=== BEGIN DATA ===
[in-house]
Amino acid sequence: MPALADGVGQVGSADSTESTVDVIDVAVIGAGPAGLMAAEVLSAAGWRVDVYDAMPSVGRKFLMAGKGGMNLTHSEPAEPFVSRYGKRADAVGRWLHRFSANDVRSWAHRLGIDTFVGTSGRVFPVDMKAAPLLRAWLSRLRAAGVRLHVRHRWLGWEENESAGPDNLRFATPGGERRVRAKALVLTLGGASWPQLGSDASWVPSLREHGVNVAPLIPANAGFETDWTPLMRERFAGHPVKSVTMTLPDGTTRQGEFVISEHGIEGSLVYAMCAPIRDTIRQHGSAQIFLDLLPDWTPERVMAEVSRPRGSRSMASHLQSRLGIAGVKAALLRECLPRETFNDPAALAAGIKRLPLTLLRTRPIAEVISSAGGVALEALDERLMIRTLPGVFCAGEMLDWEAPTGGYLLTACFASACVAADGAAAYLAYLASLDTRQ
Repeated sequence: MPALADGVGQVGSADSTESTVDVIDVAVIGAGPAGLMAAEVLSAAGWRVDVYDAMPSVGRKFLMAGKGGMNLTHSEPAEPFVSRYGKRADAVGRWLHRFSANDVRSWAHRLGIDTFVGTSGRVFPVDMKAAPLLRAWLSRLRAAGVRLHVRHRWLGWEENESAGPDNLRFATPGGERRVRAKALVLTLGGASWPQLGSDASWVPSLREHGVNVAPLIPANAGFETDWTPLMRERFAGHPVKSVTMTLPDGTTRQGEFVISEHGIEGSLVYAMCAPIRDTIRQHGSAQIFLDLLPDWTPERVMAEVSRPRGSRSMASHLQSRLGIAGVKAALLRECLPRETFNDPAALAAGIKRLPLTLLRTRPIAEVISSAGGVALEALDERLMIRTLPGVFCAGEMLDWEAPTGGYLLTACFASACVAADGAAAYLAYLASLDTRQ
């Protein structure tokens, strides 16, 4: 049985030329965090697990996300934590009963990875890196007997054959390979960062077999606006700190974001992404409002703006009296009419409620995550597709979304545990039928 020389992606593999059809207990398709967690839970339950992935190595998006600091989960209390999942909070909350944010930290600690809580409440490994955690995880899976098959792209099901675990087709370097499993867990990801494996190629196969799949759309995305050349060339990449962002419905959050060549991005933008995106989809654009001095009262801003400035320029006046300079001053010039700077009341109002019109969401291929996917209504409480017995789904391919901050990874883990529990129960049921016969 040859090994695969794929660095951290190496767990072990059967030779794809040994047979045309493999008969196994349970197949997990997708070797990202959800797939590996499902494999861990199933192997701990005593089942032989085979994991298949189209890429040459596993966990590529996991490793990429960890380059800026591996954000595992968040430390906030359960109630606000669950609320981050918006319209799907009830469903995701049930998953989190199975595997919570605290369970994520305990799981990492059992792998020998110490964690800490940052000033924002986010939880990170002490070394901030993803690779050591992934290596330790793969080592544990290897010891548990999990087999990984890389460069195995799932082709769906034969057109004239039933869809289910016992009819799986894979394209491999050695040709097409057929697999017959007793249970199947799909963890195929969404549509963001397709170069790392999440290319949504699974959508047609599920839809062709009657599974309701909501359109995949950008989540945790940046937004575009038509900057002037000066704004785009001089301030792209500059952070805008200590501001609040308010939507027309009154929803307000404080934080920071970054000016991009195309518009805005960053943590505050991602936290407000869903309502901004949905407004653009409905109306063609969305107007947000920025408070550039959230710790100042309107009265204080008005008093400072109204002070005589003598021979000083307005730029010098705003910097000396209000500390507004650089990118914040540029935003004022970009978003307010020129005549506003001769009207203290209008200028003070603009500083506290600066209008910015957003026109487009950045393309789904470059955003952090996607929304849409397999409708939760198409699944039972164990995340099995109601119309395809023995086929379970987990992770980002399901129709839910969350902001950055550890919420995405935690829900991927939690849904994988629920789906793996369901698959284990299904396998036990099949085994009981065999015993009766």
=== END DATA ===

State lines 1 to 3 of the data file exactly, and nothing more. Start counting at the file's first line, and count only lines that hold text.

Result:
[in-house]
Amino acid sequence: MPALADGVGQVGSADSTESTVDVIDVAVIGAGPAGLMAAEVLSAAGWRVDVYDAMPSVGRKFLMAGKGGMNLTHSEPAEPFVSRYGKRADAVGRWLHRFSANDVRSWAHRLGIDTFVGTSGRVFPVDMKAAPLLRAWLSRLRAAGVRLHVRHRWLGWEENESAGPDNLRFATPGGERRVRAKALVLTLGGASWPQLGSDASWVPSLREHGVNVAPLIPANAGFETDWTPLMRERFAGHPVKSVTMTLPDGTTRQGEFVISEHGIEGSLVYAMCAPIRDTIRQHGSAQIFLDLLPDWTPERVMAEVSRPRGSRSMASHLQSRLGIAGVKAALLRECLPRETFNDPAALAAGIKRLPLTLLRTRPIAEVISSAGGVALEALDERLMIRTLPGVFCAGEMLDWEAPTGGYLLTACFASACVAADGAAAYLAYLASLDTRQ
Repeated sequence: MPALADGVGQVGSADSTESTVDVIDVAVIGAGPAGLMAAEVLSAAGWRVDVYDAMPSVGRKFLMAGKGGMNLTHSEPAEPFVSRYGKRADAVGRWLHRFSANDVRSWAHRLGIDTFVGTSGRVFPVDMKAAPLLRAWLSRLRAAGVRLHVRHRWLGWEENESAGPDNLRFATPGGERRVRAKALVLTLGGASWPQLGSDASWVPSLREHGVNVAPLIPANAGFETDWTPLMRERFAGHPVKSVTMTLPDGTTRQGEFVISEHGIEGSLVYAMCAPIRDTIRQHGSAQIFLDLLPDWTPERVMAEVSRPRGSRSMASHLQSRLGIAGVKAALLRECLPRETFNDPAALAAGIKRLPLTLLRTRPIAEVISSAGGVALEALDERLMIRTLPGVFCAGEMLDWEAPTGGYLLTACFASACVAADGAAAYLAYLASLDTRQ